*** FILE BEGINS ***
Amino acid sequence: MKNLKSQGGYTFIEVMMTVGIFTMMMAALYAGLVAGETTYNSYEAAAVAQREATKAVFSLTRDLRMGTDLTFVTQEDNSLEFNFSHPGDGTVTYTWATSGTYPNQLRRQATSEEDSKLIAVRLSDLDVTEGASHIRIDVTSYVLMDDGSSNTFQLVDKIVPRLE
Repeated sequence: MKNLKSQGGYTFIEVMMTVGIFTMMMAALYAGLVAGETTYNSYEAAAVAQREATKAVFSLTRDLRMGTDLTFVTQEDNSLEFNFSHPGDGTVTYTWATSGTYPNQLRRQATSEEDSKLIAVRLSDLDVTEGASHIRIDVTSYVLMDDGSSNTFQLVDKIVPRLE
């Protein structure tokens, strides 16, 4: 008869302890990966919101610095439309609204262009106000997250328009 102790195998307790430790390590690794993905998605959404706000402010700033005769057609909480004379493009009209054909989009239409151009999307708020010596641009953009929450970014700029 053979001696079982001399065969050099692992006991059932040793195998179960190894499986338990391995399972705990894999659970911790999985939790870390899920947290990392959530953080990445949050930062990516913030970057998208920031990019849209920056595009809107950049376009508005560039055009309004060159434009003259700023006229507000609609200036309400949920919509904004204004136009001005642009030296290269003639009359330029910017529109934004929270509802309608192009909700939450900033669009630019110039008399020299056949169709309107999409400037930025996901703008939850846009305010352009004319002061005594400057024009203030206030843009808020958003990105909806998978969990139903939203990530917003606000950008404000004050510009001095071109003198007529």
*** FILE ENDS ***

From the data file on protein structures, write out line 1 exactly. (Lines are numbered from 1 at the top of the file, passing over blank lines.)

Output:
Amino acid sequence: MKNLKSQGGYTFIEVMMTVGIFTMMMAALYAGLVAGETTYNSYEAAAVAQREATKAVFSLTRDLRMGTDLTFVTQEDNSLEFNFSHPGDGTVTYTWATSGTYPNQLRRQATSEEDSKLIAVRLSDLDVTEGASHIRIDVTSYVLMDDGSSNTFQLVDKIVPRLE